On Demand Webinar | Overview | Leadership
This session will provide leaders with the right evidence-based information about generational behaviors and mindset to leverage your team's strengths, especially in response to the newest workplace challenges brought on by COVID-19.&nbsp;<...
Save
Column | Leadership

‘It’s the End of the World as We Know It (and I Feel Fine)’

Column | Leadership

‘It’s the End of the World as We Know It (and I Feel Fine)’

 

This 1987 iconic and snappy song from the Athens, Georgia-based R.E.M. articulates how many of us could be feeling about 2020. Does it resonate with you? Does it feel like it’s the end of the world as we know it? Are you at peace with that? Hold that thought.

In April, at the height of the pandemic uncertainty and chaos, I found myself walking around the house singing the chorus to this song. It’s not like I had anything competing for my attention night after night, except a virus that was disrupting so many facets of life as we knew it. When will this be over? I’m no Lord Eddard Stark, but winter is literally coming, my friends.

It seems like there are three paths we can take.

The first one is what I’ll call Hunker Down. Gather up all the provisions, lock the doors and wait for the storm to blow over.

The second I’ll call Storm Chaser. Run at the virus and launch a flurry of counter punches to defeat all it is doing to change our familiar patterns of work and home.

The third I’ll call The Current. Accept that the river is going to go how it wants to go and equip yourself to harness the current.

The illusion of certainty that we can somehow engineer our lives and our work to eliminate the unknown is nice but unattainable. We can plan and prepare for risks, but we can’t make an uncertain world certain.

Erin Rollenhagen, author of the book Soul Uprising: It’s Never Just Business, challenges us to seek peace rather than certainty. In her article titled “This is 40,” posted in March on her website, the author and entrepreneur talks about a whitewater rafting trip and the instructions for self-rescue. Those instructions include being calm and letting the current take you to shore. Likewise, the best way to survive a riptide is to use the current rather than to fight it.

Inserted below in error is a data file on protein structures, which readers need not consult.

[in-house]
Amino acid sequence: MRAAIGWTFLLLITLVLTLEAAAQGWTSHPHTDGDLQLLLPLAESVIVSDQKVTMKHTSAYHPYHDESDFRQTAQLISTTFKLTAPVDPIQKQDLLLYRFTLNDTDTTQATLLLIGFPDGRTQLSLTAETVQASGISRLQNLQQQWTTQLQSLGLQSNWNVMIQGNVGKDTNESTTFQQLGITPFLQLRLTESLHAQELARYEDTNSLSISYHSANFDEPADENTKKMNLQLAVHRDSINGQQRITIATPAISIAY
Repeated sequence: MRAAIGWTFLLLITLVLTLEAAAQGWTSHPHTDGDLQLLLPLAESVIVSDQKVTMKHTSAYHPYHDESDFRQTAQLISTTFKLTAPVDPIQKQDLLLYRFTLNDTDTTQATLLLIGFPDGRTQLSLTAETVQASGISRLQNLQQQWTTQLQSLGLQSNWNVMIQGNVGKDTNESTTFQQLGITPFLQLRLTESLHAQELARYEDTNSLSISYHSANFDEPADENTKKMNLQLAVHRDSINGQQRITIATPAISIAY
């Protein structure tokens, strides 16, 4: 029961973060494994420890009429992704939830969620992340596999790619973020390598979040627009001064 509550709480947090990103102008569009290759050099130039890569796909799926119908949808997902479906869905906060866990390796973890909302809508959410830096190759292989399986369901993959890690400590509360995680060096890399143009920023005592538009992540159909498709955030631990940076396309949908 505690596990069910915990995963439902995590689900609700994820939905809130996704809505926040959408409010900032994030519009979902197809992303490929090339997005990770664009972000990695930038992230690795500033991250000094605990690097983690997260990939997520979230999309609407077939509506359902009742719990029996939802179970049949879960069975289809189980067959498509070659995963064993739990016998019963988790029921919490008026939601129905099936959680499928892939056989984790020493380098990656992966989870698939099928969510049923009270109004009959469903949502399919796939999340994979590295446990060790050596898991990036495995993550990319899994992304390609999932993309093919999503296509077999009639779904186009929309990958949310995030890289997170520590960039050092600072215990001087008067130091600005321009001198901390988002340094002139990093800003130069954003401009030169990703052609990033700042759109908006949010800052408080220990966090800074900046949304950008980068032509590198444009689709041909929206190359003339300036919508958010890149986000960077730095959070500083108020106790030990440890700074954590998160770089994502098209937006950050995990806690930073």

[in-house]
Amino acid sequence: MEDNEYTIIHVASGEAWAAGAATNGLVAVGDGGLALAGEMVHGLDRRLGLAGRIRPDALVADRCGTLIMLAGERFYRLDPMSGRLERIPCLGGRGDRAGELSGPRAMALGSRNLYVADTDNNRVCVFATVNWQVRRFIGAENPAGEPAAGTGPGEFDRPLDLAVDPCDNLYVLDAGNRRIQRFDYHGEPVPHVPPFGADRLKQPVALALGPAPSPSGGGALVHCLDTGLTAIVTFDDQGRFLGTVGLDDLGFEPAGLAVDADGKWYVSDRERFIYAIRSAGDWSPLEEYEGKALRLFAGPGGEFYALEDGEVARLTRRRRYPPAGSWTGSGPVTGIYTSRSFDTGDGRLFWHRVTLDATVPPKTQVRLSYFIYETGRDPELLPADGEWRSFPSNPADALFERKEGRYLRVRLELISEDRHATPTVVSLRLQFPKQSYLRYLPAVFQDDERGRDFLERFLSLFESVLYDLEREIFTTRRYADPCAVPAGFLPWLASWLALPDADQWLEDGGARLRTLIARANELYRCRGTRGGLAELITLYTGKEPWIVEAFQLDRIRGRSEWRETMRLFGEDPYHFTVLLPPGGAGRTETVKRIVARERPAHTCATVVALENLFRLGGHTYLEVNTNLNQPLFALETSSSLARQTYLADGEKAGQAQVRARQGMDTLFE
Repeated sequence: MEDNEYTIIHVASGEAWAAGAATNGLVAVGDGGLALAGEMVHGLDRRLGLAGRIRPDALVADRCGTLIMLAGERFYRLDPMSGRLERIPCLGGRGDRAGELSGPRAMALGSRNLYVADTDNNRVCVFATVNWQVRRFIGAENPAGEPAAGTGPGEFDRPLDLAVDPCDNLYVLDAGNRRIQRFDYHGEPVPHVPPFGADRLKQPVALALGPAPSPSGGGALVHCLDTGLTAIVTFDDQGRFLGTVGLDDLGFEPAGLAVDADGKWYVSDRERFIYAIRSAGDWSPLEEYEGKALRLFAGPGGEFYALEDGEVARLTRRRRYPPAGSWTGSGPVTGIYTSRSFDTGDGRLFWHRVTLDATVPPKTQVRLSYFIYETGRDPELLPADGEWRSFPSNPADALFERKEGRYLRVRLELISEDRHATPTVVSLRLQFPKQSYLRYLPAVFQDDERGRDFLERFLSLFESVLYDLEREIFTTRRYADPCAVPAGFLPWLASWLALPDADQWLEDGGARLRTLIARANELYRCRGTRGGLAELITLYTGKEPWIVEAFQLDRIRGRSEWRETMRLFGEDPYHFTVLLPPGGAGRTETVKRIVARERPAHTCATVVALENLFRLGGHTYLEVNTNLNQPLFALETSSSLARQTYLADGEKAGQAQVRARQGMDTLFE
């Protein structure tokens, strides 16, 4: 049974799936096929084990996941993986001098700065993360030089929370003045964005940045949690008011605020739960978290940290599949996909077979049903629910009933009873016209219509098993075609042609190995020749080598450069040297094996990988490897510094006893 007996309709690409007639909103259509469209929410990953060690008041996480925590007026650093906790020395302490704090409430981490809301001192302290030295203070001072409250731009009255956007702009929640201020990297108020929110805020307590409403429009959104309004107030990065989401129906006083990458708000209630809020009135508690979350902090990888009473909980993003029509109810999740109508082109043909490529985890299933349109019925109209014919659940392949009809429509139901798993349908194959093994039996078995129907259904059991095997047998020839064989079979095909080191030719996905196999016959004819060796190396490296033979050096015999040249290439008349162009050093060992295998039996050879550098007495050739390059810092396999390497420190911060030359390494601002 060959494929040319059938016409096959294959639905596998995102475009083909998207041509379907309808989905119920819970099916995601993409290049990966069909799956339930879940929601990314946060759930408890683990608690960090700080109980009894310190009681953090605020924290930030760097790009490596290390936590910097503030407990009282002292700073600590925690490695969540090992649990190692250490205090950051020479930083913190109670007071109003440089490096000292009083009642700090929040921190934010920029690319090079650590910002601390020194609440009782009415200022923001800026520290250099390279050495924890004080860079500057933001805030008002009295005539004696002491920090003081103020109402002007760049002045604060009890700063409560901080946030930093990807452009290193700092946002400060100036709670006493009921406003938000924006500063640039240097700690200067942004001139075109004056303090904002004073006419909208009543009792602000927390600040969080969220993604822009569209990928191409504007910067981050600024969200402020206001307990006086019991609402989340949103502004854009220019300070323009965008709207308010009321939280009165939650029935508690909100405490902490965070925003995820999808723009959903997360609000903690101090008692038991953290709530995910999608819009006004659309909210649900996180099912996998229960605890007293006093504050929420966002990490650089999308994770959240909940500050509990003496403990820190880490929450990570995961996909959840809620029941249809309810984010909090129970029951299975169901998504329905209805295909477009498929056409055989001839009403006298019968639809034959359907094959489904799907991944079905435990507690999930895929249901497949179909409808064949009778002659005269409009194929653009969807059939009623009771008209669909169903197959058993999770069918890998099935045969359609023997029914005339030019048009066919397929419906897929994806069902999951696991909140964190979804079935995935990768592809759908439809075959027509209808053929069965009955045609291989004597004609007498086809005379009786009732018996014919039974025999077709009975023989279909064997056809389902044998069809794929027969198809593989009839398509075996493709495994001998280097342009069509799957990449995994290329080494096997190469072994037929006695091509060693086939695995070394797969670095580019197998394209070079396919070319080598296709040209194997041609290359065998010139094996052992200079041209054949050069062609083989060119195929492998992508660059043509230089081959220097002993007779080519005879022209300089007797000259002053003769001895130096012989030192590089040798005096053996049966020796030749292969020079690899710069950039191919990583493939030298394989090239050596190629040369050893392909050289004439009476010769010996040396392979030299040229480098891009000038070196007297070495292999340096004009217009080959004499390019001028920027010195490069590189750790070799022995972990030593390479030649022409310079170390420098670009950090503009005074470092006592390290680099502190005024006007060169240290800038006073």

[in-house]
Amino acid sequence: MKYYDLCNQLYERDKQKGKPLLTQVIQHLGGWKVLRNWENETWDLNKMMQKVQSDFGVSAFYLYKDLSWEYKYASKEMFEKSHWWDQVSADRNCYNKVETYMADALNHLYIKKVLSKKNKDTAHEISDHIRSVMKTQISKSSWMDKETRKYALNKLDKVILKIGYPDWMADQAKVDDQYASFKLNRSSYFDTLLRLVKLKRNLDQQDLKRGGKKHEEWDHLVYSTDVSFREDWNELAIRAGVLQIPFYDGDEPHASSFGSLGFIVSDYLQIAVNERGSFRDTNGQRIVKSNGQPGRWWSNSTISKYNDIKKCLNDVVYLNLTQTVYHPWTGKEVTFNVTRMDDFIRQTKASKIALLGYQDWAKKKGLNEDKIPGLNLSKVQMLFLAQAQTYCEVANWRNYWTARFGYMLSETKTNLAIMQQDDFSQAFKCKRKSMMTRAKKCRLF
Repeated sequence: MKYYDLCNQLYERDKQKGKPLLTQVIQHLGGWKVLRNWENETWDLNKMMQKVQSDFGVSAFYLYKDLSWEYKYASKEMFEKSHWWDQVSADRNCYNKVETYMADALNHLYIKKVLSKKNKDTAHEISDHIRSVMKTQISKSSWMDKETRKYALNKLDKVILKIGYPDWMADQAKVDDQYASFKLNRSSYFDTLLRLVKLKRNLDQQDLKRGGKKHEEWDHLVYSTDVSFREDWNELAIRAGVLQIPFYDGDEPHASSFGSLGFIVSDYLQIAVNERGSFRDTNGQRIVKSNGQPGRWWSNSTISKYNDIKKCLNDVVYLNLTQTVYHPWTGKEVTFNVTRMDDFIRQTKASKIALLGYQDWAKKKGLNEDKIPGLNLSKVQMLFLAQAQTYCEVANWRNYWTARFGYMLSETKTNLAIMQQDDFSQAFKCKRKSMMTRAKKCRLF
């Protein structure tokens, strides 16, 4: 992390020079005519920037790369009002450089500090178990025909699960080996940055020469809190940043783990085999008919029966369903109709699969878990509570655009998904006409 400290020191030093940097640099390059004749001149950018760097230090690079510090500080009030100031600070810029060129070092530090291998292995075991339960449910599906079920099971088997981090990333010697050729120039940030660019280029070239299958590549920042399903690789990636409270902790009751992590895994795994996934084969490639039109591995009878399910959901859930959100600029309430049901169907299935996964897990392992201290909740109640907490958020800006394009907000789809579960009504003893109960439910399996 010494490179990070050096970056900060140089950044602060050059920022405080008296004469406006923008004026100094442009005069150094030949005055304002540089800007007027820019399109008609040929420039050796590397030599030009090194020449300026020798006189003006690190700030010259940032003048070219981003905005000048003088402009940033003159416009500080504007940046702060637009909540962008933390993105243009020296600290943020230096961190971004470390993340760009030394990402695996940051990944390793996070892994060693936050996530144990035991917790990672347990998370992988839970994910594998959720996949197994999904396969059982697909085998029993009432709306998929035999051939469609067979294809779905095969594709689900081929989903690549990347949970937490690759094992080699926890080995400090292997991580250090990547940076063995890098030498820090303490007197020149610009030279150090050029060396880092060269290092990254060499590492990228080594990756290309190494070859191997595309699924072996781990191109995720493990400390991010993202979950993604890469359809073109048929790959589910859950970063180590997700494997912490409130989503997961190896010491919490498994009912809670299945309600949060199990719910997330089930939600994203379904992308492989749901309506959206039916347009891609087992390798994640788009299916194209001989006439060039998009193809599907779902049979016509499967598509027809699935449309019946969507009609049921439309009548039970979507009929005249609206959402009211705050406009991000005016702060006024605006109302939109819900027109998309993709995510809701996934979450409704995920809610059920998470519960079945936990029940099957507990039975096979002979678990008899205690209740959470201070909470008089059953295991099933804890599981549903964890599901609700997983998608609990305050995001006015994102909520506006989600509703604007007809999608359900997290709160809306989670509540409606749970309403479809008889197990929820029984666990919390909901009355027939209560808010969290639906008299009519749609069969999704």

As I reflect on R.E.M.’s iconic song, it’s the last four words in parentheses that matter the most. It may be the end of the world ‘…. as we knew it ….’ but I feel fine. I am officially proclaiming 2019 the good ol’ days. It is time to let go and move on to what is next. Peace.

About the Author

Michael M. Allen, FHFMA, CPA,

is CFO, OSF Healthcare System, Peoria, Ill., and 2020-21 Chair of HFMA.

Advertisements

Related Articles | Leadership

How To | Population Health Management

Healthcare organizations prepare for sicker patients in 2021 due to deferred care

Healthcare organizations are bracing for a sicker 2021 patient populations due to pandemic-era disruptions in care, even as they scramble to prevent that outcome.

News | Denials Management

Inside HFMA: It’s time for healthcare providers to standardize denials performance measurement

HFMA’s Claim Integrity Task Force, in collaboration with business partners, set out to scope and define metrics that could be adopted industrywide for benchmarking.

News | Healthcare Business Trends

News briefs: December-January 2020-21: Recent trends shaping healthcare finance

Read about the key factors that have shaped healthcare finance policy and practice.

Column | Leadership

6 questions about healthcare integration in the 2020s

The question about whether to integrate was answered more than a decade ago. The questions now are, “How do we take full advantage of integration?” and “What do we integrate next and how?”